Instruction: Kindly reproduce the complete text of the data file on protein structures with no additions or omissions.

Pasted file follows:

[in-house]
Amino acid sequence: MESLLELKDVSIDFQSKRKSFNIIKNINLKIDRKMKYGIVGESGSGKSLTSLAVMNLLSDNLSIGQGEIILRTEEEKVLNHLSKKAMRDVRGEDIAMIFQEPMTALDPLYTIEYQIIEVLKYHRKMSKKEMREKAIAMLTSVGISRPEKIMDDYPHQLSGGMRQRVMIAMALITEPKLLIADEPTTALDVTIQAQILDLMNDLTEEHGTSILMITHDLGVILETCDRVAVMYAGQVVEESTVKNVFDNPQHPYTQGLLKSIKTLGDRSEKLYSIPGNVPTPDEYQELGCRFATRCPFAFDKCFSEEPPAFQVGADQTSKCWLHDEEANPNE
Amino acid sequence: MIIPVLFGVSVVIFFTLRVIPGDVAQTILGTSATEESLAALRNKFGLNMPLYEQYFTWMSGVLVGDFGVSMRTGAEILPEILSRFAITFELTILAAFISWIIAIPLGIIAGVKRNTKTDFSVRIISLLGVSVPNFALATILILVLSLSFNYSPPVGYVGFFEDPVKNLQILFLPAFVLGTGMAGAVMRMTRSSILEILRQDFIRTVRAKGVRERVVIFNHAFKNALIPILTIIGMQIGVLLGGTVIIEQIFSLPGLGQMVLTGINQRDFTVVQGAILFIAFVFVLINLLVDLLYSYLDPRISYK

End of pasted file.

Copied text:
[in-house]
Amino acid sequence: MESLLELKDVSIDFQSKRKSFNIIKNINLKIDRKMKYGIVGESGSGKSLTSLAVMNLLSDNLSIGQGEIILRTEEEKVLNHLSKKAMRDVRGEDIAMIFQEPMTALDPLYTIEYQIIEVLKYHRKMSKKEMREKAIAMLTSVGISRPEKIMDDYPHQLSGGMRQRVMIAMALITEPKLLIADEPTTALDVTIQAQILDLMNDLTEEHGTSILMITHDLGVILETCDRVAVMYAGQVVEESTVKNVFDNPQHPYTQGLLKSIKTLGDRSEKLYSIPGNVPTPDEYQELGCRFATRCPFAFDKCFSEEPPAFQVGADQTSKCWLHDEEANPNE
Amino acid sequence: MIIPVLFGVSVVIFFTLRVIPGDVAQTILGTSATEESLAALRNKFGLNMPLYEQYFTWMSGVLVGDFGVSMRTGAEILPEILSRFAITFELTILAAFISWIIAIPLGIIAGVKRNTKTDFSVRIISLLGVSVPNFALATILILVLSLSFNYSPPVGYVGFFEDPVKNLQILFLPAFVLGTGMAGAVMRMTRSSILEILRQDFIRTVRAKGVRERVVIFNHAFKNALIPILTIIGMQIGVLLGGTVIIEQIFSLPGLGQMVLTGINQRDFTVVQGAILFIAFVFVLINLLVDLLYSYLDPRISYK